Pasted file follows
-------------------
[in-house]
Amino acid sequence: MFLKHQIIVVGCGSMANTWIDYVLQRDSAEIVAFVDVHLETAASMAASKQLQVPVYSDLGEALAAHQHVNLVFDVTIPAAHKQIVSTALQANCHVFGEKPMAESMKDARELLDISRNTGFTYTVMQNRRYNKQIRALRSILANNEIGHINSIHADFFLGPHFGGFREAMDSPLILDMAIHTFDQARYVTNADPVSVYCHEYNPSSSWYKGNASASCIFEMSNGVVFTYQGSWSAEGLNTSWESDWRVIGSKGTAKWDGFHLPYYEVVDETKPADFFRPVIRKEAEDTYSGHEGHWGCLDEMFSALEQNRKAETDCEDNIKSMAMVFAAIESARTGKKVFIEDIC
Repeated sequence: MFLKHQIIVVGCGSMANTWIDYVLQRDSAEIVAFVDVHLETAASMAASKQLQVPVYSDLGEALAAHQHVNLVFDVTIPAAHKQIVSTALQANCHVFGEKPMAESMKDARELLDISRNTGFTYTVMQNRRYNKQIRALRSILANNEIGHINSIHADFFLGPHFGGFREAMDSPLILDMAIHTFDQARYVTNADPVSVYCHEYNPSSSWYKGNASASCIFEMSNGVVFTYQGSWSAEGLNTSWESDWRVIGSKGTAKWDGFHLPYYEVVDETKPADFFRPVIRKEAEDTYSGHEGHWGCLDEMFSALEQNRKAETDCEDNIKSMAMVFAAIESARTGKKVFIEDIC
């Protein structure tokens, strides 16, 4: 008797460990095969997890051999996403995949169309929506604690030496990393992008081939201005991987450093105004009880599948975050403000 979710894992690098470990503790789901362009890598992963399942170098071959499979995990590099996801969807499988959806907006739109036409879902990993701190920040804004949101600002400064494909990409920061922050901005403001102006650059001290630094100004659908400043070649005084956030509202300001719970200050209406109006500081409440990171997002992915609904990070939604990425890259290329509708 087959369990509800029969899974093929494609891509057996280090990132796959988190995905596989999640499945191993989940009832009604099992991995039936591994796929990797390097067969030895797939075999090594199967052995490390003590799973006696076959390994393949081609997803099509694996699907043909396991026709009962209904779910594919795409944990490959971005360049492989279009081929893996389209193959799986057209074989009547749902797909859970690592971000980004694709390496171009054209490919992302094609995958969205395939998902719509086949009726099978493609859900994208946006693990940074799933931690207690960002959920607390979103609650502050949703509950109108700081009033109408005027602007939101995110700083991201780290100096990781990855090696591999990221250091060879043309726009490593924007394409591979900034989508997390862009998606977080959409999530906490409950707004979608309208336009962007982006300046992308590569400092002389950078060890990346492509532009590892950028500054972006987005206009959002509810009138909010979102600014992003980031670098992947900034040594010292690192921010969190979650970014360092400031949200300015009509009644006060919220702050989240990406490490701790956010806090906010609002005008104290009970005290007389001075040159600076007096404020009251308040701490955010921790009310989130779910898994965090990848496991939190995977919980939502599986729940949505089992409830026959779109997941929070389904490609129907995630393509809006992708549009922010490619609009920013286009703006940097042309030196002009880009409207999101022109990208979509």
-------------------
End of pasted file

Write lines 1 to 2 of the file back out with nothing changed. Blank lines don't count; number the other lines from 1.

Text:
[in-house]
Amino acid sequence: MFLKHQIIVVGCGSMANTWIDYVLQRDSAEIVAFVDVHLETAASMAASKQLQVPVYSDLGEALAAHQHVNLVFDVTIPAAHKQIVSTALQANCHVFGEKPMAESMKDARELLDISRNTGFTYTVMQNRRYNKQIRALRSILANNEIGHINSIHADFFLGPHFGGFREAMDSPLILDMAIHTFDQARYVTNADPVSVYCHEYNPSSSWYKGNASASCIFEMSNGVVFTYQGSWSAEGLNTSWESDWRVIGSKGTAKWDGFHLPYYEVVDETKPADFFRPVIRKEAEDTYSGHEGHWGCLDEMFSALEQNRKAETDCEDNIKSMAMVFAAIESARTGKKVFIEDIC